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The Super Bowl ring is an award in the National Football League given to the team members of the winning team of the league's annual championship game, the Super Bowl. Since only one Vince Lombardi Trophy is awarded to the team (ownership) itself, the Super Bowl ring offers a collectable memento for the actual players and team members to keep for themselves to symbolize their victory.There are also rings provided to the runners-up team of the Super Bowl.
Rings are also awarded to members of the team who wins the AFC or NFC championship.The NFL also provides postseason pay to all players as long as they have spent at least three games on their team’s active or inactive list; the playoff bonus money is egalitarian within a team among starters, backups, and injured players.
These rings are typically made of yellow or rose gold with diamonds. They usually include the team name, team logo, the phrase "World Champions", and the Super Bowl number (usually indicated in Roman numerals). Many rings feature diamonds in the shape of the Vince Lombardi Trophy or a football, to illustrate the number of Super Bowls that the franchise has won. [ citation needed ] The rings often are normally presented in an elegant box and/or display case.Also, the rings are customized with the player's name and uniform number. The NFL contributes approximately $5,000-$7,000 per ring for up to 150 rings for the winning team; any additional costs are borne by the team. Most rings are manufactured by memorabilia company Jostens.
The winning team can typically present any number of rings to whomever they choose, including usually, but not limited to: players (active roster, inactive roster, or injured reserve), coaches, trainers, executives, personnel, and general staff. Some teams have given rings to former players and coaches that were on the team at some point during the season, despite not having been on the winning roster for the Super Bowl itself.Sometimes a team will make rings available to fans as part of a charity raffle. A recent trend over the last 15–20 years has been lesser rings awarded to front office staff. These are commonly called "B" and "C" level rings and are smaller and contain fewer diamonds or contain faux diamonds. The first instance of this was the Redskins Super Bowl XVII ring when many in the front office received rings that were not solid gold and contained cubic zirconia stones (which resemble diamonds). When Tampa Bay won Super Bowl XXXVII, the players and coaches received rings with a diamond-centered Lombardi trophy. Some staff received rings with a metal Lombardi trophy and real diamonds surrounding the trophy and the "C" level ring did not contain any diamonds. Per the CBA, players that were on the winning team's practice squad at the time of the Super Bowl victory are also entitled to a ring, but it can be one of lesser value.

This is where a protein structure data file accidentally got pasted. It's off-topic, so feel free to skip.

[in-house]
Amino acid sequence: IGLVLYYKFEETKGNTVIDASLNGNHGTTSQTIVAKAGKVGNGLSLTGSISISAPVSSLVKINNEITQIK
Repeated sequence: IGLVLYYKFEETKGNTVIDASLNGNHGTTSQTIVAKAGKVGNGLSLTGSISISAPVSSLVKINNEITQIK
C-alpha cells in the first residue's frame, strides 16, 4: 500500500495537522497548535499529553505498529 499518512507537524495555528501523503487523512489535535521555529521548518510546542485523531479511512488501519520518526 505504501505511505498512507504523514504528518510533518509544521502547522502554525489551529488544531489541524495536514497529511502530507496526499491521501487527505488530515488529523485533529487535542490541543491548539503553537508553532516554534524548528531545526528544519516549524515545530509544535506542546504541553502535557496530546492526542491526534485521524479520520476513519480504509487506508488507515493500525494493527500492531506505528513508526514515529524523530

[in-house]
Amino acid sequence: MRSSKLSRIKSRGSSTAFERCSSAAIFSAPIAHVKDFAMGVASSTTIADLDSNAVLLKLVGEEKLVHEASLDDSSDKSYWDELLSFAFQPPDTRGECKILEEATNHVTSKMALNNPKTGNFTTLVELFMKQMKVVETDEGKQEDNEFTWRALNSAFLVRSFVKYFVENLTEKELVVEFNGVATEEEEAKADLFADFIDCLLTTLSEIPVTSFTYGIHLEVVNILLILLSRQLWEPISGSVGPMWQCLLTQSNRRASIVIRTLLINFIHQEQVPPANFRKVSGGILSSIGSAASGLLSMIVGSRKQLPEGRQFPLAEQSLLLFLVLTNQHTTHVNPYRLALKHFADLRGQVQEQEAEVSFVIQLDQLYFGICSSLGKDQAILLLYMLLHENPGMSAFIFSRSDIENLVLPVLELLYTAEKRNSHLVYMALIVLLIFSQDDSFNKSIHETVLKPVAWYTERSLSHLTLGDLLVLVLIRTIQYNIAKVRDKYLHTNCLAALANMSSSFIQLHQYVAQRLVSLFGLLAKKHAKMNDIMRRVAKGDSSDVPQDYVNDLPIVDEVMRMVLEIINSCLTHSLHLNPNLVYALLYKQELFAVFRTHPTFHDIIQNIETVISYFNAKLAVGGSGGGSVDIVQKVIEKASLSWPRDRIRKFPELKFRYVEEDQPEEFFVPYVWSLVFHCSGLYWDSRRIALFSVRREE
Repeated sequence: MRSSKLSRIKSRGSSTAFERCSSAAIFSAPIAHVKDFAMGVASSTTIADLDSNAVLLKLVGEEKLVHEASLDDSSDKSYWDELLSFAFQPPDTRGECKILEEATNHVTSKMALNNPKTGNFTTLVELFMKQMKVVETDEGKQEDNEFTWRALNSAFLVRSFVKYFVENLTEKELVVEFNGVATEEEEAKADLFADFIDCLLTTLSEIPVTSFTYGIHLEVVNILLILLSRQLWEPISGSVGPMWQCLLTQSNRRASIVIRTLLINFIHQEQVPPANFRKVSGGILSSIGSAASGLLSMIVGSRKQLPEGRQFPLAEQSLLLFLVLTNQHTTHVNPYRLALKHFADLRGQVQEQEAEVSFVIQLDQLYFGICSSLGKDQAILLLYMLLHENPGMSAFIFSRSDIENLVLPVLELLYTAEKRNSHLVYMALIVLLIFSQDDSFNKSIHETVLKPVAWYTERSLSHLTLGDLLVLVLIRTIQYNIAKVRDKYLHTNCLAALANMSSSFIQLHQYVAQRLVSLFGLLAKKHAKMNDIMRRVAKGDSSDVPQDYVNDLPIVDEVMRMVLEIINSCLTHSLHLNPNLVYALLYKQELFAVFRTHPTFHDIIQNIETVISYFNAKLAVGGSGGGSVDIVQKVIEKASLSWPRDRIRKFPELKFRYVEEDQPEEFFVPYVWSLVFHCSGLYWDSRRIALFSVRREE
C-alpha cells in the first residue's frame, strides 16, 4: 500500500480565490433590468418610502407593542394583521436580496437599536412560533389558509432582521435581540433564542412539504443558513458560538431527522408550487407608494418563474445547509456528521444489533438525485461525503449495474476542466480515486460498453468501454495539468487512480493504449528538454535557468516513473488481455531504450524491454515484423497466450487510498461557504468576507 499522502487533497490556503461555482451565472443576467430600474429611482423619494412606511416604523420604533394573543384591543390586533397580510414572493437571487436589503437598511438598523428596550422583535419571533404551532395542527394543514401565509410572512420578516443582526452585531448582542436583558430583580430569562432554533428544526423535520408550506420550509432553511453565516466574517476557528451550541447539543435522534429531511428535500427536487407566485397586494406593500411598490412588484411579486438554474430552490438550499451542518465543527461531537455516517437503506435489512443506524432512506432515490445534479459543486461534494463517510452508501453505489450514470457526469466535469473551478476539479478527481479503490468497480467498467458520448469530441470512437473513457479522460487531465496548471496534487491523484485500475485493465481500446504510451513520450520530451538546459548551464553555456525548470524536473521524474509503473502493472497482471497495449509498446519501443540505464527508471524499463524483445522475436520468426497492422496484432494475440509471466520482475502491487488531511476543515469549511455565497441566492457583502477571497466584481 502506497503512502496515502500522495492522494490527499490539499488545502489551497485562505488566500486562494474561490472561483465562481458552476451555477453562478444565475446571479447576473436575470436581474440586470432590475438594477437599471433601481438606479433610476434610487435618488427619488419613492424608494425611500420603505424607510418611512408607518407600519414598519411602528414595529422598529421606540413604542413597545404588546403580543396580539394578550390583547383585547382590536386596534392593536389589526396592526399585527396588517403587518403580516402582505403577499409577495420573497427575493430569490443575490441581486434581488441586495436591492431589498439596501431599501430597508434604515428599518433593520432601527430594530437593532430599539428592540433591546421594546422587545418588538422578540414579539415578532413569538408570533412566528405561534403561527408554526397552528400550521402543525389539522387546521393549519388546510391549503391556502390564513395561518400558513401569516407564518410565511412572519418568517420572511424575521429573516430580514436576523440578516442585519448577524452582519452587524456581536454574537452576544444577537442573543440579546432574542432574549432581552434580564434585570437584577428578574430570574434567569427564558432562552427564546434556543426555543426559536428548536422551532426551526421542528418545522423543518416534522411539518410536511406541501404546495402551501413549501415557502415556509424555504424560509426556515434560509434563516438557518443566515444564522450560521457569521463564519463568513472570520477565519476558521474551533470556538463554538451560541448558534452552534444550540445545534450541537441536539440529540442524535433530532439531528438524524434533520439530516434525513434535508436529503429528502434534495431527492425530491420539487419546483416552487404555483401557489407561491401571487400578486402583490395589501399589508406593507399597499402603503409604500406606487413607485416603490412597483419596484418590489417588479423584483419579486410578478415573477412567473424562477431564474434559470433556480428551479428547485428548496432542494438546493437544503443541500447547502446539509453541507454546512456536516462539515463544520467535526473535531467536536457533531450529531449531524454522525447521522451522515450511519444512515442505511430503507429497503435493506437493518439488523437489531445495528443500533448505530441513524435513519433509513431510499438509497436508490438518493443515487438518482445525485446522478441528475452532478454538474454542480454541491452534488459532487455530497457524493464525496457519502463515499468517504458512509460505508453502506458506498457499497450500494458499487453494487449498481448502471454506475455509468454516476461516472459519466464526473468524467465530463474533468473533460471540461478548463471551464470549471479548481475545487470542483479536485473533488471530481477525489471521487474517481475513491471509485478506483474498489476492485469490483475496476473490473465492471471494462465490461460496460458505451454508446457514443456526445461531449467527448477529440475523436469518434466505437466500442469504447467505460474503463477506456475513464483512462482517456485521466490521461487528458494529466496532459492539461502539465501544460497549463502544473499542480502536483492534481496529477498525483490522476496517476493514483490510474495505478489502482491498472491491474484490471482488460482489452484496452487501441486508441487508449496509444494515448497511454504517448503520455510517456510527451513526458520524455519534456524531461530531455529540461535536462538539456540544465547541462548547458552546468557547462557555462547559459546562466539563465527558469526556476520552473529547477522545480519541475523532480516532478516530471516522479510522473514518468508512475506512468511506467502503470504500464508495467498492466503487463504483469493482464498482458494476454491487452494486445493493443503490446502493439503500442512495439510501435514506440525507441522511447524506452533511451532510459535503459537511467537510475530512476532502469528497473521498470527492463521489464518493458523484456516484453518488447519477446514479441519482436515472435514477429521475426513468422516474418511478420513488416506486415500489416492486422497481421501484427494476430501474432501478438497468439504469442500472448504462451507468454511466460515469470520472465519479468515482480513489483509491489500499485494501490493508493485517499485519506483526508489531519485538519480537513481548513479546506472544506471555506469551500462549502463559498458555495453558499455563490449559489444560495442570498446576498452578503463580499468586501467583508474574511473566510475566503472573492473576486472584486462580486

The Green Bay Packers' Super Bowl XLV ringcontained more than 100 diamonds. The Packer logo, in the center of the ring, made up 13 diamonds, one for each title the team has won, dating back to 1929. The New England Patriots Super Bowl XLIX rings reportedly cost $36,500 each, making them the most expensive rings Jostens had ever produced at that time, only to be surpassed by the rings awarded for Super Bowl 50 and Super Bowl LI. The New England Patriots' Super Bowl LI ring has 283 diamonds, to commemorate their comeback from being down 28–3 versus the Atlanta Falcons late in the 3rd quarter, about which Falcons owner Arthur Blank reportedly confronted Patriots owner Robert Kraft in August 2017 over his perceived "insult-by-karat". The Philadelphia Eagles' ring for Super Bowl LII contains 127 diamonds on the bezel, which is the total from the numbers of the jerseys of the three players who handled the ball after the snap on the Philly Special trick play—Corey Clement (30), Trey Burton (88) and Nick Foles (9).
Replicas of the rings for various years are popular collectibles, along with genuine rings.Dave Meggett is known to have placed his ring for sale on eBay. Two Super Bowl rings from the 1970 Steelers sold on eBay for over $69,000 apiece in mid-2008. Patriots safety Je'Rod Cherry raffled his ring from Super Bowl XXXVI in November 2008 to benefit several charities working to help children in Africa and Asia. Tight end Shannon Sharpe, meanwhile, gave his first Super Bowl ring to his brother Sterling, who had his career cut short by injury.
In 2005, a minor international incident was caused when it was reported that Russian President Vladimir Putin had taken a Super Bowl ring from New England Patriots owner Robert Kraft. Kraft quickly issued a statement saying that he had given Putin the ring out of "respect and admiration" he had for the Russian people and Putin's leadership.Kraft later said his earlier statement was not true, and had been issued under pressure from the White House. The ring is on display at the Kremlin, along with other "gifts".
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This ring is currently in the possession of a sports collector in Ottawa, Canada